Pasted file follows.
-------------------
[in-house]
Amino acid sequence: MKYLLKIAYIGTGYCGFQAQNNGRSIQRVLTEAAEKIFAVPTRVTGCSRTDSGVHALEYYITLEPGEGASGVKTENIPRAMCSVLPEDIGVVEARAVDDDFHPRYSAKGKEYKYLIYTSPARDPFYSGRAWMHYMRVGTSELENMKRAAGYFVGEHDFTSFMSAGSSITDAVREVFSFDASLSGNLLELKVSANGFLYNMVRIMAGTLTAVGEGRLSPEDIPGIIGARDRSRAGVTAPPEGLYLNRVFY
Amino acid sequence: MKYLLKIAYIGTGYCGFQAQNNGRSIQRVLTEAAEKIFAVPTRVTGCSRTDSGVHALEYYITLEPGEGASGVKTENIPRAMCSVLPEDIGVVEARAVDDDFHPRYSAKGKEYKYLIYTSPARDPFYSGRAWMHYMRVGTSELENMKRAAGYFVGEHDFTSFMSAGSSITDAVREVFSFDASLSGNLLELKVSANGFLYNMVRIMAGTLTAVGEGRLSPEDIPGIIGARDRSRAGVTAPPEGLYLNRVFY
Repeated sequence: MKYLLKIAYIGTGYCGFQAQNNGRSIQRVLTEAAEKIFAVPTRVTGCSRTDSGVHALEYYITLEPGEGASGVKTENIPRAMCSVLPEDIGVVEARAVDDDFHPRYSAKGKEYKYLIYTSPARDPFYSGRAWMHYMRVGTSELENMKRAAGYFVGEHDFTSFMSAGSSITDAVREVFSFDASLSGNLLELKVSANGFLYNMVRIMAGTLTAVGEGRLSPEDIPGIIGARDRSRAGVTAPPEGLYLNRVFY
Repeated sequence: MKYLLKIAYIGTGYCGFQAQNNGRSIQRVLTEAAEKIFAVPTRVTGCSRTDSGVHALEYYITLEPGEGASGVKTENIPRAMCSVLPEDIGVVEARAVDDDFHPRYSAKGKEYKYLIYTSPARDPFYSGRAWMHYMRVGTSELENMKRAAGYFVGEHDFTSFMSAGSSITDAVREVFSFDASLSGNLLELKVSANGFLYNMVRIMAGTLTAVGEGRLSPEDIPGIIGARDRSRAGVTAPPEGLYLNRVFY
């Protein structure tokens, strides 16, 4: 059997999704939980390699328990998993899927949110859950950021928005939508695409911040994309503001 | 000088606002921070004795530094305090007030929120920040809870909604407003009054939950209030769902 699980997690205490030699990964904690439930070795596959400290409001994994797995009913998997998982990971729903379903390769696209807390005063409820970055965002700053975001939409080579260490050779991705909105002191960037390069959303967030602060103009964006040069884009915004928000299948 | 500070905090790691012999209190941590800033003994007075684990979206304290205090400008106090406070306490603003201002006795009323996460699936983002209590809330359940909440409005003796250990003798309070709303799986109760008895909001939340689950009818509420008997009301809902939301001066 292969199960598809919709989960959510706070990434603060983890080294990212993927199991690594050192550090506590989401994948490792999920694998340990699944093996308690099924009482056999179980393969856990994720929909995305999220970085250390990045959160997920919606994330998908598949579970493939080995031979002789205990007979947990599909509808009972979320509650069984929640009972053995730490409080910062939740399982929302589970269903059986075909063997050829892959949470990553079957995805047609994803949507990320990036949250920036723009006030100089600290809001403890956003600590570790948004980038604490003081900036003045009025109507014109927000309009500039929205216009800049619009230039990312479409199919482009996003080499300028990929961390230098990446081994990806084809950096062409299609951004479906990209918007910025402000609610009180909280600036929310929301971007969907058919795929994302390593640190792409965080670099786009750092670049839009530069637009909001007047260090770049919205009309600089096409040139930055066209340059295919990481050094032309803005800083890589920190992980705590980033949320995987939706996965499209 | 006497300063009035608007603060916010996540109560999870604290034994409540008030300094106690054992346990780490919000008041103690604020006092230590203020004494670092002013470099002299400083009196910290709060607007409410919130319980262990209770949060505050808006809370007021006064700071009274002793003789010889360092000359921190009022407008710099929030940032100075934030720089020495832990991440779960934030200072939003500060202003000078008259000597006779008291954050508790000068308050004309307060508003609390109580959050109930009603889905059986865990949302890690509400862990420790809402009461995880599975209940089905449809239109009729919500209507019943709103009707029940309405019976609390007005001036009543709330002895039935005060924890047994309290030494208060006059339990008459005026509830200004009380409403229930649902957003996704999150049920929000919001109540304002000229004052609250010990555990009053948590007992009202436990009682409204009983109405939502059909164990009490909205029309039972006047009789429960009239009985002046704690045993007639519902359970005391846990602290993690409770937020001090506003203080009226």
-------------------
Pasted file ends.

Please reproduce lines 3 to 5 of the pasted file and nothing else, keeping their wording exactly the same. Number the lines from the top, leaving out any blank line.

Amino acid sequence: MKYLLKIAYIGTGYCGFQAQNNGRSIQRVLTEAAEKIFAVPTRVTGCSRTDSGVHALEYYITLEPGEGASGVKTENIPRAMCSVLPEDIGVVEARAVDDDFHPRYSAKGKEYKYLIYTSPARDPFYSGRAWMHYMRVGTSELENMKRAAGYFVGEHDFTSFMSAGSSITDAVREVFSFDASLSGNLLELKVSANGFLYNMVRIMAGTLTAVGEGRLSPEDIPGIIGARDRSRAGVTAPPEGLYLNRVFY
Repeated sequence: MKYLLKIAYIGTGYCGFQAQNNGRSIQRVLTEAAEKIFAVPTRVTGCSRTDSGVHALEYYITLEPGEGASGVKTENIPRAMCSVLPEDIGVVEARAVDDDFHPRYSAKGKEYKYLIYTSPARDPFYSGRAWMHYMRVGTSELENMKRAAGYFVGEHDFTSFMSAGSSITDAVREVFSFDASLSGNLLELKVSANGFLYNMVRIMAGTLTAVGEGRLSPEDIPGIIGARDRSRAGVTAPPEGLYLNRVFY
Repeated sequence: MKYLLKIAYIGTGYCGFQAQNNGRSIQRVLTEAAEKIFAVPTRVTGCSRTDSGVHALEYYITLEPGEGASGVKTENIPRAMCSVLPEDIGVVEARAVDDDFHPRYSAKGKEYKYLIYTSPARDPFYSGRAWMHYMRVGTSELENMKRAAGYFVGEHDFTSFMSAGSSITDAVREVFSFDASLSGNLLELKVSANGFLYNMVRIMAGTLTAVGEGRLSPEDIPGIIGARDRSRAGVTAPPEGLYLNRVFY